Visceral Pain

Recently I attended a PD lecture presented by my colleague Daniel Zwolak, who is a APA titled Musculoskeletal Physiotherapist. His lecture was on the clinical signs of visceral pain. It was a great opportunity to reflect on my clinical reasoning process and understanding of specific non-musculoskeletal pain conditions. Inspired by his lecture, I have chosen to write this blog on some of the more common conditions which may present to a physiotherapy private practice clinic. 

Before we discuss individual conditions I want to touch on the features which raise suspicion during the subjective examination. These may include:

  1. No associated mechanism of injury, no definite trigger or clear explanation for the pain. 
  2. Poorly localised pain.
  3. Non-mechanical behaviour.

I often refer back to Maitland's vertebral manipulation for guidance on assessment and clinical reasoning. When looking back through the text this time I noticed two major points...

Make features fit

"The manipulative physiotherapist will tell the patient that the problem is like a jigsaw puzzle, and it is her job to make 'all the pieces fit'. She needs his help to do this, and it is her ability to communicate that makes the difference between her being successful in helping him with his problem or not" (Maitland, Hengeveld, Banks, & English, 2005, p. 57). 

The first part of clinical reasoning begins in the subjective examination when we try to determine the source of the patient's symptoms. It is during this time when the therapist directs questioning to the behaviour, location, severity, nature and cause of the problem. We develop a list of the possible sources for any part of the patient's symptoms which requires examination. This includes the underlying structures, structures which refer to the area, and the regions above and below the area of the problem. 

If we look at the image below, which depicts the referral patterns for visceral pain, it becomes clear that differentiating between musculoskeletal, visceral and neural pains can be complicated if the only tool we use is the body chart. There is a large degree of overlap in symptom distribution in a patient presenting with neck, back and pelvic pain. 

Courtesy of Google Images

Courtesy of Google Images

Listen and believe

"In assessment, listening and perceptive questioning are essential to gain information that cannot be revealed by any other form of examination" (Maitland, Hengeveld, Banks, & English, 2005, p. 55). 

"It is important for the physiotherapist to realize that the patient is able to 'feel' far more than the manipulative physiotherapist can ever determine by examination - his body can inform him of very fine changes, and it is her responsibility to listen and acknowledge" (Maitland, Hengeveld, Banks, & English, 2005, p. 57).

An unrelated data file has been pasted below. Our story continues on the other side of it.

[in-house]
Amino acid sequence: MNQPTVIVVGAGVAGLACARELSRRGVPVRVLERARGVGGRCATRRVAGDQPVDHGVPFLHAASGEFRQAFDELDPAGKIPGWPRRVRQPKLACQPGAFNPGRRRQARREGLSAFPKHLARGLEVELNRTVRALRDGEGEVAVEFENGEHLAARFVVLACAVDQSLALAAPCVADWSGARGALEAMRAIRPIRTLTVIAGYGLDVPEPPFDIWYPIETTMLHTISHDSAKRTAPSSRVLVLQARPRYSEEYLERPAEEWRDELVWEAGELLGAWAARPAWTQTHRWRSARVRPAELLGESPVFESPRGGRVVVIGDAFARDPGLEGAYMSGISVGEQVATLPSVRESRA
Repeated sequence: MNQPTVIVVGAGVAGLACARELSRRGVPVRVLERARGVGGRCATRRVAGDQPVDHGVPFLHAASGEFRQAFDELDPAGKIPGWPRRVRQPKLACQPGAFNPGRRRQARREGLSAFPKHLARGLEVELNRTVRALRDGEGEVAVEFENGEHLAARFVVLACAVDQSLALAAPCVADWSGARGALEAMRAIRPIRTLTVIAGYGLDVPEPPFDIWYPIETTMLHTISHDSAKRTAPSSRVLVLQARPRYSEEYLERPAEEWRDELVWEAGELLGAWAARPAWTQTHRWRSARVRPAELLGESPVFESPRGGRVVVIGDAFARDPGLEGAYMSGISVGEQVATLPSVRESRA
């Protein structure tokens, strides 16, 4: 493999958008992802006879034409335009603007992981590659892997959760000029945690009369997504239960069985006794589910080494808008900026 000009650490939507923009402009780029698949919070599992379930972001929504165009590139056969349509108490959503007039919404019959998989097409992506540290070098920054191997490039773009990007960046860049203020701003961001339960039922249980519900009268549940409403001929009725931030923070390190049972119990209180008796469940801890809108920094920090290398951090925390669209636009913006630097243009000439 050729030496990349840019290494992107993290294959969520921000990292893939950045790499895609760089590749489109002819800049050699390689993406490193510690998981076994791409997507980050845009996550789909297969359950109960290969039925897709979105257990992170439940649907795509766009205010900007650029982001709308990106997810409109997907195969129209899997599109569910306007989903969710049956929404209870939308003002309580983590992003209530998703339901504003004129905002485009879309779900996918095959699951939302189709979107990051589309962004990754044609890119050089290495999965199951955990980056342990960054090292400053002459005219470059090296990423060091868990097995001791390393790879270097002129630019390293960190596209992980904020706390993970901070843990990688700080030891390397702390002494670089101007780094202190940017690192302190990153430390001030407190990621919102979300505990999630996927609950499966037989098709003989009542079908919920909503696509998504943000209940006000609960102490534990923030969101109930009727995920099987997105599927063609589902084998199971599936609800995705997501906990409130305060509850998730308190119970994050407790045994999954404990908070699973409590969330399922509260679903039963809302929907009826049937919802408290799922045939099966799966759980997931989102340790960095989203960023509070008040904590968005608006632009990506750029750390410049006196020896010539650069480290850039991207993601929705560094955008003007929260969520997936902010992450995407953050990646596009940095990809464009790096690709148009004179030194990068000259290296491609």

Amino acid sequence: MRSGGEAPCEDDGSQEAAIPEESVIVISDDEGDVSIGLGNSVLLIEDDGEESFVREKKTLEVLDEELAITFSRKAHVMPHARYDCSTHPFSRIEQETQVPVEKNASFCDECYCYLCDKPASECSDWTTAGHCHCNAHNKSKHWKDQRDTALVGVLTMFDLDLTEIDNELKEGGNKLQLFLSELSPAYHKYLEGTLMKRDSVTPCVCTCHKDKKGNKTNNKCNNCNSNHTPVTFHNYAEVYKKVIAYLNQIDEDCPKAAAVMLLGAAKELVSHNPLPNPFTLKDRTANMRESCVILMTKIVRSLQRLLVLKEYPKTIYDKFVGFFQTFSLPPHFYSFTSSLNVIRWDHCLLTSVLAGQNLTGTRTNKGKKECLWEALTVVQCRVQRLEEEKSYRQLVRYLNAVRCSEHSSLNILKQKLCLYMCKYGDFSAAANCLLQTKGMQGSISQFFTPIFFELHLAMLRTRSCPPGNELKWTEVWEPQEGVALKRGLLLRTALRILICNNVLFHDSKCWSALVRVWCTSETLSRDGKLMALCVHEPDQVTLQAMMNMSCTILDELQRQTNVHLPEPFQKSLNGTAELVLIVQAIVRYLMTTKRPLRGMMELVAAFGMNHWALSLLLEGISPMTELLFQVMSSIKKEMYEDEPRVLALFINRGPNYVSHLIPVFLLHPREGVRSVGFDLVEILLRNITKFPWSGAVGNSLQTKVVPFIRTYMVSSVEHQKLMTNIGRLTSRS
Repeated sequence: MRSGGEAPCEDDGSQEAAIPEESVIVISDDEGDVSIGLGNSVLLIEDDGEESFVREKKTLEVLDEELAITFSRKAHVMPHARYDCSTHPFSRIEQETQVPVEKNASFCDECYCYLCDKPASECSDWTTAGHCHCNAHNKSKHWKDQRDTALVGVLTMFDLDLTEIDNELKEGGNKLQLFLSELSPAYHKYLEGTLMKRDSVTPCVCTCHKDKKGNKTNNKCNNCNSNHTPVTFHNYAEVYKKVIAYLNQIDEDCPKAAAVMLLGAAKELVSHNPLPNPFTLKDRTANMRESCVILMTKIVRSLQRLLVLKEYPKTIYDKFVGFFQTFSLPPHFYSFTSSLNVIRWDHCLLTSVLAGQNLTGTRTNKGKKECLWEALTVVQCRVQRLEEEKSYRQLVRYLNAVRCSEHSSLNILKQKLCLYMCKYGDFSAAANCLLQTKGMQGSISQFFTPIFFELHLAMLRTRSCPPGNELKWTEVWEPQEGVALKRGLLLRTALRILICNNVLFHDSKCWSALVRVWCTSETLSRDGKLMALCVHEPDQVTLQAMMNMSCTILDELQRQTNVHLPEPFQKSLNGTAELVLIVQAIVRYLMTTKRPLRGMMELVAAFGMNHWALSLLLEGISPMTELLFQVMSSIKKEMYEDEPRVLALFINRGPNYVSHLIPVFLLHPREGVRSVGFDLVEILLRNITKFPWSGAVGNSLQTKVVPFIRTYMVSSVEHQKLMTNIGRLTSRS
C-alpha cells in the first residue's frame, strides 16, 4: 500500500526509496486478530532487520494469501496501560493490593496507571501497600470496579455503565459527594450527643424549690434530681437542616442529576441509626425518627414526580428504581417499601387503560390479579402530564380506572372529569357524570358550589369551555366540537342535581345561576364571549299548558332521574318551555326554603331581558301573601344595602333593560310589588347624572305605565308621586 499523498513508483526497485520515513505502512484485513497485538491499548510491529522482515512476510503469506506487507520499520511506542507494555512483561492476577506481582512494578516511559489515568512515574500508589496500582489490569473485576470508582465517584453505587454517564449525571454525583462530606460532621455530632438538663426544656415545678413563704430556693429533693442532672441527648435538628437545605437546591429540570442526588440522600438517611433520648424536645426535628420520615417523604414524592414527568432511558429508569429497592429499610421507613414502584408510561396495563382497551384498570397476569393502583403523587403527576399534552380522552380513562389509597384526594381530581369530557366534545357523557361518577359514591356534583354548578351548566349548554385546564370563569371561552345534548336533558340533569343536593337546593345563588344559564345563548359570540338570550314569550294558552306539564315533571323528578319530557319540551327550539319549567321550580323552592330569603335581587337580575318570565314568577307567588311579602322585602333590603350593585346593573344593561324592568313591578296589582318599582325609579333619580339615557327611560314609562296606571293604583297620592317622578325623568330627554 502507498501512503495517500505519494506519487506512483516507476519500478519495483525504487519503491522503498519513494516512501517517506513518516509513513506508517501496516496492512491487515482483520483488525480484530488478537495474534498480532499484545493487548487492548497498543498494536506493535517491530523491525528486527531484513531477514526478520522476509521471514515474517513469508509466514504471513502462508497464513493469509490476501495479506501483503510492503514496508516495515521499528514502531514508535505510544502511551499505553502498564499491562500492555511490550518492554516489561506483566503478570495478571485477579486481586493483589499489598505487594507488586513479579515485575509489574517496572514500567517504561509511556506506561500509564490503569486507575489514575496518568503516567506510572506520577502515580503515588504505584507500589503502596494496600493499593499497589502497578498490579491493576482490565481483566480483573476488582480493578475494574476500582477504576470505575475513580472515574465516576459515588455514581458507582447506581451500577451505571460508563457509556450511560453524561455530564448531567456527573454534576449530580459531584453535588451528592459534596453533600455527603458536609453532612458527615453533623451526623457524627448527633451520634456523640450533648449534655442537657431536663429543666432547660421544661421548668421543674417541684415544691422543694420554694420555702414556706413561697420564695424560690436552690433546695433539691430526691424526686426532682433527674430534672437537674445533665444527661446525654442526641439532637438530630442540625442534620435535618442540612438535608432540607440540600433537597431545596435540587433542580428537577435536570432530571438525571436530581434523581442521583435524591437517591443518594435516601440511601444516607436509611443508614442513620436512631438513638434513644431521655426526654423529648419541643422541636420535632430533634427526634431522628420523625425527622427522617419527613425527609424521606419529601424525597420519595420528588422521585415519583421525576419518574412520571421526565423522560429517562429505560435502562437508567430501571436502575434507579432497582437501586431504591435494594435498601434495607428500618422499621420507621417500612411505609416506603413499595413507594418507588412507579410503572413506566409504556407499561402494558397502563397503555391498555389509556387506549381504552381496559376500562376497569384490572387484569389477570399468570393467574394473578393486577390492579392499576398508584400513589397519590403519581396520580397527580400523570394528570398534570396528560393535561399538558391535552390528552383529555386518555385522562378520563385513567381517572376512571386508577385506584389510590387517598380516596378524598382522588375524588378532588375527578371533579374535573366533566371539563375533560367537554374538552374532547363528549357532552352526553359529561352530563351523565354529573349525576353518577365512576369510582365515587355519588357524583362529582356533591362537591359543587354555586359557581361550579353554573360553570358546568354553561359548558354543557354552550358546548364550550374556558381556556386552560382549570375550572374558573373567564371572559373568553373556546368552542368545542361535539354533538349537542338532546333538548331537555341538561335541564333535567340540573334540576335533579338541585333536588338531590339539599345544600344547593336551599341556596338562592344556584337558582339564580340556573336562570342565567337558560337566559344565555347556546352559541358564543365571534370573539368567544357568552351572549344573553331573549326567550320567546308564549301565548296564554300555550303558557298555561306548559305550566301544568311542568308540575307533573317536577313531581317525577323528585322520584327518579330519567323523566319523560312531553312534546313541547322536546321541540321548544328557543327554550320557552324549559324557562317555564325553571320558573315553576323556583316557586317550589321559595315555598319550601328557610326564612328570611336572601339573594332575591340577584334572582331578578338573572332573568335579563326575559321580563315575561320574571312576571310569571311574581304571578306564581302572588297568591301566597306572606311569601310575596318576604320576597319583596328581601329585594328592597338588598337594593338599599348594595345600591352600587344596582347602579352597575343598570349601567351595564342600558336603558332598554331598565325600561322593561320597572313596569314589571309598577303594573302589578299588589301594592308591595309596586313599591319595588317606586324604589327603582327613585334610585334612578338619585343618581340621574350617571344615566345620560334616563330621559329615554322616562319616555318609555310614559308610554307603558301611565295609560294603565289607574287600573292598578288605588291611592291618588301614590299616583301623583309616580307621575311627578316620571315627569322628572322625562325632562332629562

Patient's presenting with non-musculoskeletal conditions will often lack a clear trigger or mechanism for onset. Their pain doesn't have a clear mechanical aggravating pattern. Often the pain may follow a different pattern such as a 24 hour pattern or be worse after events such as eating (in the case of cholecystectomy). We need to ask our special questions about other symptoms, past medical history, medication use and red flags.... which often leads us to question if the source of the problem is perhaps a visceral pain or another medical condition.

If at the conclusion of the subjective examination a non-musculoskeletal condition is suspected, a physical examination should still be completed to an appropriate/safe extent to confirm the hypothesis, to rule out joints and structures and to evaluate the effect of movement, testing, palpation on the problem. 

Below are some of the possible visceral conditions which may present as neck, back, chest and pelvic pain. 

Chest pain

Chest pain can originate from musculoskeletal, pleural, and tracheal inflammation. "The lung parenchyma and small airways contain no pain fibres" and therefore cannot be a source of pain (Pryor & Prasad, 2002, p. 7). 

  1. "Pleuritic chest pain is caused by inflammation of the parietal pleura and is usually described as a severe, sharp, stabbing pain which is worse on inspiration. It is not reproduced by palpation" (Pryor & Prasad, 2002, p. 7). Pulmonary conditions causing chest pain include pleurisy, pulmonary embolus, pneumothorax, and tumours. 
  2. "Tracheitis generally causes a constant burning pain in the centre of the chest, aggravated by breathing" (Pryor & Prasad, 2002, p. 7)
  3. "Musculoskeletal (chest wall) pain may originate from the muscles, bones, joints or nerves of the thoracic cage. It is usually well localized and exacerbated by chest and/ or arm movement. Palpation will usually reproduce the pain" (Pryor & Prasad, 2002, p. 7-8). Musculoskeletal conditions may include rib fracture, muscular or articular dysfunction, costochondritis, and neuralgia.
  4. "Angina pectoris  is a major symptom of cardiac disease. Myocardial ischaemia characteristically causes a dull, central, retrosternal, gripping or band-like sensation, which may radiate to the arm, neck or jaw" (Pryor & Prasad, 2002, p. 8).
  5. "Pericarditis may cause pain similar to angina or pleurisy. "(Pryor & Prasad, 2002, p. 8)
  6. Mediastinum pain can be a symptom of dissecting aortic aneurysm (DAA), oesophageal pain, or mediastinal shift (caused by pneumothorax or large pleural effusion). DAA is described as sudden onset of severe and poorly localized central chest pain and can be caused by trauma, atherosclerosis or Marfan's syndrome. 


Pyelonephritis refers to inflammation of the kidney(s). It is most commonly a bacterial infection. Patients present with fever, flank pain, costovertebral angle tenderness, and may also present with dysuria, and/or increased urinary frequency or urgency. 

The tables below highlight the clinical presentation of cystitis, pyelonephritis and urosepsis. The grading of severity is a helpful way to interpret the variability in symptoms which patients may present with. The second table outlines which risk factors have been identified for developing a urinary tract infection (often a precursor to pyelonephritis).